The members of Cnødde bring out the best in themselves

| Jelle Posthuma

The UT is home to countless clubs, societies and associations. In this column, we visit them on their home turf. This time, the honour goes to the men of Cnødde. The College was established exactly half a century ago, in 1970. A report of a night in the Gele Kater, Cnødde's pub of choice.


Café de Kater is located on the west side of the Oude Markt in Enschede. Once you go inside, a lengthy staircase in the corner of the room takes you up to the first floor. Go up yet another flight of stairs and you'll enter the domain of Cnødde: the Gele Kater. Even though this Wednesday evening has only just begun, the room is already filled with young men, each of whom is wearing the characteristic yellow sweater. The Gele Kater is decorated with an assortment of relics and tokens, left behind by previous generations of members. From a floor mosaic in the shape of Cnødde's logo, a unicorn, to a ‘shield’ hanging on the wall that bears the name of every member - more than 250 in all.

Cnødde made this café on the Oude Markt its home in 1998. Before that time, the College's members used to gather in the Bastille. The Kater, located in the heart of Enschede, has a long-standing tradition as a student pub and Cnødde's members often found themselves on both sides of the bar. One day, the idea of forming a clubhouse of their own was born. The former owner of the pub told them that a space was available in the attic above the café, which might be right for them. The students did not have to think about that offer for long. Since that day, the College gathers every Wednesday evening above the Kater; a unique location that affords a wide view of the Oude Markt.

The College's move towards the city centre is part of a larger trend. Since the 90s, student life in Enschede has gradually been shifting from the campus to the city centre. A good example of this is the Cnødde City Tour for first-year students. In the past, the procession went from the city centre to the campus. Since the nineties, they go in the exact opposite direction. The members of Cnødde take first-year students to where the party is. That used to be the campus, but these days the city centre is the place to be.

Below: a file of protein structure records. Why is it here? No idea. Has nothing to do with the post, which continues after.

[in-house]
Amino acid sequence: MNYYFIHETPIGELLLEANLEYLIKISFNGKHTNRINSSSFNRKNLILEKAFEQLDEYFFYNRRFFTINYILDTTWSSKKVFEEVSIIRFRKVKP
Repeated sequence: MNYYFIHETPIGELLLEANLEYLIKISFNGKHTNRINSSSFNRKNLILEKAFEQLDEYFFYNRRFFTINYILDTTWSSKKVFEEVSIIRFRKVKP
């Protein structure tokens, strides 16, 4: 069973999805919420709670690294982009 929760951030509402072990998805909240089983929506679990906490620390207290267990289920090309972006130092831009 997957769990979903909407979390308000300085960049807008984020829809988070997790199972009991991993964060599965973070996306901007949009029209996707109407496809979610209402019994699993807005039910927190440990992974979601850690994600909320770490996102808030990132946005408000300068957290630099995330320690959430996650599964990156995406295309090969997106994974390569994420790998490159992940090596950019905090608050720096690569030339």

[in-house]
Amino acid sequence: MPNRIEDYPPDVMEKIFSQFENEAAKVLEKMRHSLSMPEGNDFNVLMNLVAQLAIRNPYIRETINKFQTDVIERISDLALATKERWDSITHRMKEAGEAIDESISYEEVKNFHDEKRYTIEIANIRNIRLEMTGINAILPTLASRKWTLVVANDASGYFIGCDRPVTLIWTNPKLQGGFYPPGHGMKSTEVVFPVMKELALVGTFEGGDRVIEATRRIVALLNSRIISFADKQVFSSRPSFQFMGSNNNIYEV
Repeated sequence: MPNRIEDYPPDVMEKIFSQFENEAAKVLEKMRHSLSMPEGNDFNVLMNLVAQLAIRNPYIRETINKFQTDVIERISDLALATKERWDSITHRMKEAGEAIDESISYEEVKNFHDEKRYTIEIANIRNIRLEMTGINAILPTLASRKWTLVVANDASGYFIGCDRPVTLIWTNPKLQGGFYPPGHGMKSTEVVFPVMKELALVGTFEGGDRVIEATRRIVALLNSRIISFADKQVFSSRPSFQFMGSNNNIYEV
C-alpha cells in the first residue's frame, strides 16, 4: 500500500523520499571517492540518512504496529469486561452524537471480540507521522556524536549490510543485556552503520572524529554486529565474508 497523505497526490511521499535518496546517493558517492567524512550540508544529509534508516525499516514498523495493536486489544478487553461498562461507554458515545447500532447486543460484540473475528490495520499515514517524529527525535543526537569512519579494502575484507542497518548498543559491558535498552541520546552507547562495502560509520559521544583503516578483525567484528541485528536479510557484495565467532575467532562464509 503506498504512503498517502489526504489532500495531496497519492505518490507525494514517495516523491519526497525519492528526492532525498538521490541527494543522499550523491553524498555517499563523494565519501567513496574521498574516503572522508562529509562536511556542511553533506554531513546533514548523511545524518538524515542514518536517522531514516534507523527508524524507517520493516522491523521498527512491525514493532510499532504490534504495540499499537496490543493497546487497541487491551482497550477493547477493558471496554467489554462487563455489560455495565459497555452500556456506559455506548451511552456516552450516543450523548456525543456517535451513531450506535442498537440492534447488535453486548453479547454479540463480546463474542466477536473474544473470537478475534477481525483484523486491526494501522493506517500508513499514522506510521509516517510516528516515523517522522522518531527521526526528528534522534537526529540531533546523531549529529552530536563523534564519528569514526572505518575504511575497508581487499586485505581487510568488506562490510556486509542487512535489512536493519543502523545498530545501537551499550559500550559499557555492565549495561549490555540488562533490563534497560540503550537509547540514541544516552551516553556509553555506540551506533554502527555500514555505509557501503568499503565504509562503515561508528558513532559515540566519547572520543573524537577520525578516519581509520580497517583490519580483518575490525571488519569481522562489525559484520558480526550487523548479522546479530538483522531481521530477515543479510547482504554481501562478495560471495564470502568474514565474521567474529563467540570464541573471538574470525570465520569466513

Pub boss

Cnødde is anarchistically leaderless, although there is a primus inter pares - the first among his equals: a president of sorts, although they would never call him that themselves. Someone simply has to take responsibility for certain things, like the finances. Then there is the pub boss. They are responsible for the club, oversee maintenance and keep in touch with the operator of the Kater.

The pub is more than a place to hang out. It is a place where Cnødde's members can be themselves. This statement is met with consenting nods from the gentlemen. Have you ever heard of the Yellow Walls? Probably not. The Yellow Walls extend beyond the physical walls of the pub itself. When Cnødde's members say to each other, ‘what I'm about to tell you should stay within the Yellow Walls,’ the other person knows that the story is only intended for members of the College. It is an unwritten rule that new members are taught as early as possible.

There is no shortage of interested members, either. Every year, the College invites around forty men to a total of three evenings of introductory drinks. It is all about that click. After three nights, both parties must have felt it. Some years, the club welcomes six new members; other times, there are only one or two who make the cut. Every new group has to go through a number of hazing rituals. What those rituals are is a closely guarded secret - even tonight. New members should find out for themselves. In other words: what happens at Cnødde, stays at Cnødde. It is all about instilling a love for the club.


Despite the bond they all share, the students’ characters are quite diverse. They all have the same mindset, however. They do not stop until they have achieved their goal. Entrepreneurship is also part of every member’s DNA. The members of Cnødde bring out the best in themselves and engage in all kinds of activities besides their studies. On Wednesday evenings, the wildest tales are shared in the Gele Kater. No member will want to miss out on that. That is why the College has such a strong motivational effect, the members know.

This year, the club celebrates its fiftieth anniversary. The College's tenth quinquennium. They have already organised a number of activities, including a big party in the Twentsche Foodhal. The anniversary year will conclude with a gala. One year, Cnødde organised a book ball in the university library at the Vrijhof. Expectations are high, but the members are keeping mum about the location of this year's gala for the time being.

Gaudeamus igitur

A final point of order. Cnødde is a College and not a society. On Wednesdays, they come here straight from their lecture rooms. They also have an excellent relationship with the University itself, they say. A clear example is the annual performance during the Dies Natalis, where the members sing the Gaudeamus igitur. Former rector Ed Brinksma asked the gentlemen to sing the opening song. The UT arranged a vocal coach and the gents got three singing lessons in the Gele Kater.

Unfortunately, the performance was cancelled last year because of the opening of the TechMed Centre. A bitter disappointment. The King came to visit and the Gaudeamus igitur was not sung. They hope to receive another invitation this year, however. After all, doing something three times makes it a tradition. The members of Cnødde know that all too well.

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